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Abundance of fifth-year standouts has Baylor track 'super' excited

Abundance of fifth-year standouts has Baylor track 'super' excited

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They’re not likely to don any capes — the wind resistance might slow them down — but it’s safe to say that the Baylor track and field athletes are “super” excited for the 2022 season.

Much of their enthusiasm can be traced to the return of the so-called super seniors. Those would be the fifth-year veterans who are taking advantage of that “extra” year provided them by the NCAA in the wake of the COVID-19 pandemic. And they’re not just old, they’re good. Really good. Six of Baylor’s seven indoor All-Americans from last year are back for another gold rush.

“Basically, we have everyone back except for (2022 NCAA pole vault champion) KC Lightfoot,” said first-year Baylor head coach Michael Ford. “Everyone came back, so I call those super seniors. So, on the ladies’ side, all of our All-Americans are back from last year’s team. So, looking forward to being really high level at the conference meet and then also at the national championships, because we did well indoor last year on the ladies’ side, at least at the national meet. On the men’s side, we’re kind of more projected towards the national meet.”

Ford’s presence at the track has also energized the Baylor athletes. He may be in a new role, but he’s no stranger. Ford spent 21 years as a BU assistant before ascending to the head coaching role following the retirement of Todd Harbour last summer.

Several of Baylor’s top athletes said that it gave them a sense of comfort to maintain continuity within the program, going from Harbour to Ford.

“I actually loved it when they hired Michael, because he’s always been a coach there after Coach (Clyde) Hart,” senior sprinter Howard “Trey” Fields said. “And ever since I’ve been training with Mike, I’ve just gotten a lot better, I gotten a lot faster, I’ve been more focused. And everything just feels more natural.”

Added senior women’s pole vaulter Tuesdi Tidwell: “I’ve loved both of the head coaches, and they’re so good to look up to and they’re so motivating. So, it hasn’t been too hard of a transition.”

Last year’s indoor season delivered several soaring highlights, including NCAA titles from Lightfoot in the men’s pole vault, Aaliyah Miller in the women’s 800, and Ackera Nugent in the women’s 60-meter hurdles. Lightfoot turned pro early in Baylor’s outdoor season last year and ended up climbing all the way to a fourth-place Olympic finish. But Miller, who enrolled at Baylor way back in the fall of 2016, is back for another go-round, and that’s a bonus for the Bears, for sure.

As for Nugent, the native of Jamaica is just a sophomore, so she still has plenty of time to melt future stopwatches after laying down a time of 7.92 seconds to stun everyone and win last year’s NCAA meet.

Tidwell broke Annie Rhodes-Johnigan’s indoor school record in the pole vault last year, and finished sixth at nationals. She said that even though Lightfoot has departed, the bar remains perched high for BU’s vaulting crew.

“I think we can carry it on,” Tidwell said. “We have a couple freshmen that came in, and all around it’s just a great atmosphere within our event group. And it’s a lot of fun for us.”

Kavia Francis, Lily Reynolds and Arria Minor also nabbed All-America recognition last indoor season for the Bears as members of the 4x400 relay team. To that group, Baylor welcomes another blazing pack of newcomers, led by Nigeria’s Imaobong Uko, who helped her home country win a gold medal in the mixed 4x400 relay in the Beijing Olympics. She’s the reigning Under-18 world champion in the 400 with a time of 51.70 seconds.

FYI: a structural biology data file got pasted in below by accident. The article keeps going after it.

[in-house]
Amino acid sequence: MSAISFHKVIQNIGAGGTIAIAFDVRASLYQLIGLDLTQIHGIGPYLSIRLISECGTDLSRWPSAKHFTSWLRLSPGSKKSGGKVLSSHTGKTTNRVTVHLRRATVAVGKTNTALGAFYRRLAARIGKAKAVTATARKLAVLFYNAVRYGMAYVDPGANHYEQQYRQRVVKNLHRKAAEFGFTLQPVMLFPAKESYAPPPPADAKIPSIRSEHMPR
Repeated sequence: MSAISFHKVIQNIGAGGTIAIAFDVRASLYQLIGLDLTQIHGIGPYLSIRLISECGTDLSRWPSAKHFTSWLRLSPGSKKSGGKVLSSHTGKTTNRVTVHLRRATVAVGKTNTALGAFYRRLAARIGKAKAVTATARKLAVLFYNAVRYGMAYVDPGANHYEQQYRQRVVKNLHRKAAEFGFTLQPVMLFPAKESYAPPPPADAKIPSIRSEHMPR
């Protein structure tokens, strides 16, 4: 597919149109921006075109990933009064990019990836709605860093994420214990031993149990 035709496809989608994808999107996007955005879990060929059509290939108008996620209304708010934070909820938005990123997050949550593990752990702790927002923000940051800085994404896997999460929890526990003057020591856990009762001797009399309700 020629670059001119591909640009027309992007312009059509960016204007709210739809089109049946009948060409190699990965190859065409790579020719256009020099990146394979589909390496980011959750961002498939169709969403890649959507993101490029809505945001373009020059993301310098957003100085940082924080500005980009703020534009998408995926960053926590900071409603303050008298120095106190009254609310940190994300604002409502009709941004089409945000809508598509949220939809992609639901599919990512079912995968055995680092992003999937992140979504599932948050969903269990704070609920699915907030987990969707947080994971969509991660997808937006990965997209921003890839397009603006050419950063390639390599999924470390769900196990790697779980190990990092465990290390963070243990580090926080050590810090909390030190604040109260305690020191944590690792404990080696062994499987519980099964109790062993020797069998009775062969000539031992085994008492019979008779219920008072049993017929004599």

Given the Bears’ preponderance of pop on the women’s roster, they’ve set a goal of a third-place team finish at indoor nationals, which would mark a program best. Even with two national titles, they placed ninth in last year’s team standings. The best-ever finish for the BU women at the NCAA Indoors came in 1999, when they tied for fourth.

For the Baylor men, Fields cashed in his chip of an extra year of eligibility to chase an NCAA title in both the 400 and the 4x400 relay. A recurring hamstring injury nagged Fields throughout the 2021 season, preventing him from what he believes was a reasonable shot at winning national gold.

“I definitely want to come back, stay healthy and win that,” Fields said. “(For the 4x400), I feel like a Big 12 and a national championship is definitely possible. Everybody just has to keep their head on straight and stay focused, don’t get distracted by the outside things trying to come in. And go ahead and get it.”

Senior Jayson Baldridge brings ample experience in the hurdles and middle distances, and should play an integral role in the 4x400 relay crew. Sophomore Ben Conacher cleared 17-4 in the pole vault in both the indoor and outdoor seasons in 2021. He looks poised to travel higher this season.

Ford mentioned long jumper/triple jumper Johnny Brackins and sprinter De’montray Callis as two to watch among the Bears’ crop of freshmen. Brackins won a pair of Missouri state titles in high school in the long jump, while Callis placed third in the Class 6A 100-meter dash last spring for Alief Taylor, clocking 10.16.

The Bears will open up the 2022 indoor season Friday and Saturday at Texas Tech’s Corky Classic in Lubbock. The 21-team field also includes Pac-12’s Arizona in addition to host Texas Tech.

“Some of (our athletes) are really healthy, some of them are coming off of COVID,” Ford said. “I think everyone’s had their COVID cases. So, for us, it’s being healthy and getting some marks in. But I think we will definitely see big differences from meet 1 to meet 2. So, I think for me, the goal is just making sure they stay healthy the first meet.”


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